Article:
Early last year, the Kennedy School of Government gave its Innovations in American Government Award to the administration of then–New York City Mayor Michael Bloomberg for its approach to fighting poverty. Kennedy School Scholar Julie Boatright Wilson, who evaluated the New York City Center for Economic Opportunity for the awards program, told The New York Times that CEO impressed her because “you really get his sense of measuring performance and wanting to know how you’re doing.” Bloomberg’s innovative approach to poverty also earned him an award this autumn from the Children’s Aid Society because, while the mayor had not, as he pledged in 2006, reduced poverty, he had at least kept it steady. These were just a few of the accolades Bloomberg’s anti-poverty push earned from editorial writers and academics impressed with its experimental approach to trying new ideas to fight poverty.

On Friday, Bloomberg’s successor, Bill de Blasio, announced that he was going to support a change in city law on paid sick leave. A lukewarm compromise passed last year by Speaker Christine Quinn, who had held up a vote on the issue at Bloomberg’s request but finally succumbed to pressure from the left, had extended the basic human right of paid sick days only to employees of firms with fifteen or more workers, subject to industry-specific carve-outs, delays in implementation and a trigger mechanism that relied on a set of economic indicators to determine whether to go through with the policy or not.

De Blasio and Council Speaker Melissa Mark-Viverito new bill will extend the right to firms with as few of five workers, eliminating the carve-outs and dropping the delays.

There is absolutely nothing innovative about paid sick leave, which most workers have enjoyed for their entire working life. And that’s the great thing about it.

According to the most recent report on its website, Bloomberg’s CEO in fiscal 2012 ran an impressive array of small-scale programs that, added up, helped 45,367 people. Two other programs grouped under the CEO umbrella—tax credits—benefitted 25,000 households. (A separate tax prep program helped roughly 100,000 households file their returns, but didn’t necessarily confer any benefits on them.)

There are 1.7 million poor people and 600,000 poor households in New York City.

De Blasio’s change to the sick-leave law will benefit some 500,000 people. Not all of those beneficiaries will be poor, but you get the drift—this move is going to impact a lot more people a lot faster than any economic innovation put forward by the Bloomberg team. There’s no way paid sick leave will cure poverty, but it will prevent many thousands of low-income workers from falling behind on rent or having to skip a meal because they got strep throat or that terrible barfing disease that New Yorkers share with one another this time of year.

Bloomberg’s anti-poverty team came up with many good ideas—tackling health problems that hold poor students back, getting internships for low-income kids, building in support for students in community colleges, training people for careers as nurses—for fighting poverty. The problem is, by its very nature as a policy test kitchen, none of the CEO programs was ever given the funding to go to a scale where it would actually make a dent against the breadth or depth of poverty in New York.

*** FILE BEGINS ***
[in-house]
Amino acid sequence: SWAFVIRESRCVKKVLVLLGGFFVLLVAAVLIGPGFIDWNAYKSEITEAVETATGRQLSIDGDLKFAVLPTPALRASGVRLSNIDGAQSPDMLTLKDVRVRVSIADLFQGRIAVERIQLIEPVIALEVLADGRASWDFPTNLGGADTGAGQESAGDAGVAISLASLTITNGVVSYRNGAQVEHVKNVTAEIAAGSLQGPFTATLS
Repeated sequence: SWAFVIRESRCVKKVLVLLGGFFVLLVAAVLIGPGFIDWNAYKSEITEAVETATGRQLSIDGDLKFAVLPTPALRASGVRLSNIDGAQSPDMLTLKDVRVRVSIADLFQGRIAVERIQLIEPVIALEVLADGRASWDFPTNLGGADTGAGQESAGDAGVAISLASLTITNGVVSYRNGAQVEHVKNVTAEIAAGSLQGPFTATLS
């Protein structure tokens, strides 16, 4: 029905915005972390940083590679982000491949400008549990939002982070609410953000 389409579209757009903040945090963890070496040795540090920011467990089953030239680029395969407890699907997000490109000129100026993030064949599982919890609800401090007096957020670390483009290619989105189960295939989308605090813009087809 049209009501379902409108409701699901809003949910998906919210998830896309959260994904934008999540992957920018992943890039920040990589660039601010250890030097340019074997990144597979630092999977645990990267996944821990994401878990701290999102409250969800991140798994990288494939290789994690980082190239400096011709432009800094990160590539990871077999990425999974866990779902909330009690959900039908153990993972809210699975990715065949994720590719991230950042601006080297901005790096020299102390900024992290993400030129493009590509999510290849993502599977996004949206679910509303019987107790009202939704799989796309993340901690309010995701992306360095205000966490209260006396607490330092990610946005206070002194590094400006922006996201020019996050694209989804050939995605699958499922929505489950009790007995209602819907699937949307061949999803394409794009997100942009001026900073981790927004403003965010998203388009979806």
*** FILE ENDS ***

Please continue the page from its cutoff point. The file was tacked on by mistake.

Many policy experts agree that de Blasio ought to continue several Bloomberg era anti-poverty programs, including CEO itself. The fiscal and political challenges to mounting a sustained effort against poverty are enormous, so it helps to have CEO-type research so you can say that something definitely works.

But in this context and others, the glorification of “innovation” for its own sake can be as harmful as it is stimulating. The premise behind innovation is often that “the old approaches just plain didn’t work” but that’s plainly untrue when it comes to the US fight against poverty, which, while imperfect, achieved some impressive gains. And there are times when the answer to the problem is so obvious that it’s just wasting time to innovate a new program and wait to see what the metrics say. We’ve known for twenty years that the inability of low-wage workers to get their heads above the poverty line was a threat to the social contract, but that didn’t sway the Bloomberg administration on the importance of paid sick-leave or requiring living wages at developments lavishly subsidized by the taxpayer.

Moving from pilot programs to broad changes isn’t easy. The obstacles to making big moves are obvious: people who enjoy the status quo aren’t itching to change it, and they use the power they’ve accrued to maintain it. But de Blasio’s move Friday is proof positive that they can be overcome. Compared to the sound and fury that greeted talk of paid sick leave in years past, the business community was pretty quiet after de Blasio’s announcement. On one hand, that’s because business interests saw this move coming and braced for it. On another, the business community may have been sufficiently cheered by de Blasio’s appointing trusted insiders to the key posts of NYPD commissioner and first deputy mayor—because, let’s face it, for many business leaders in the city, public safety and basic competence are all they expect from municipal government.

But it’s also clear that business leaders recognize de Blasio’s landslide election (terrible turnout notwithstanding) represents a real shift in the city’s direction. “Elections matter,” is how Public Advocate Letitia James put it on Friday, and the timing couldn’t have been better, going into Martin Luther King Jr. weekend. How many times have you heard that voting makes no difference, because Republicans and Democrats are so fundamentally alike? The sick-leave saga refutes that notion soundly, with the different paths pursued by a liberal Republican (Bloomberg), centrist Democrat (Quinn) and progressive Democrat (de Blasio) now clear to see.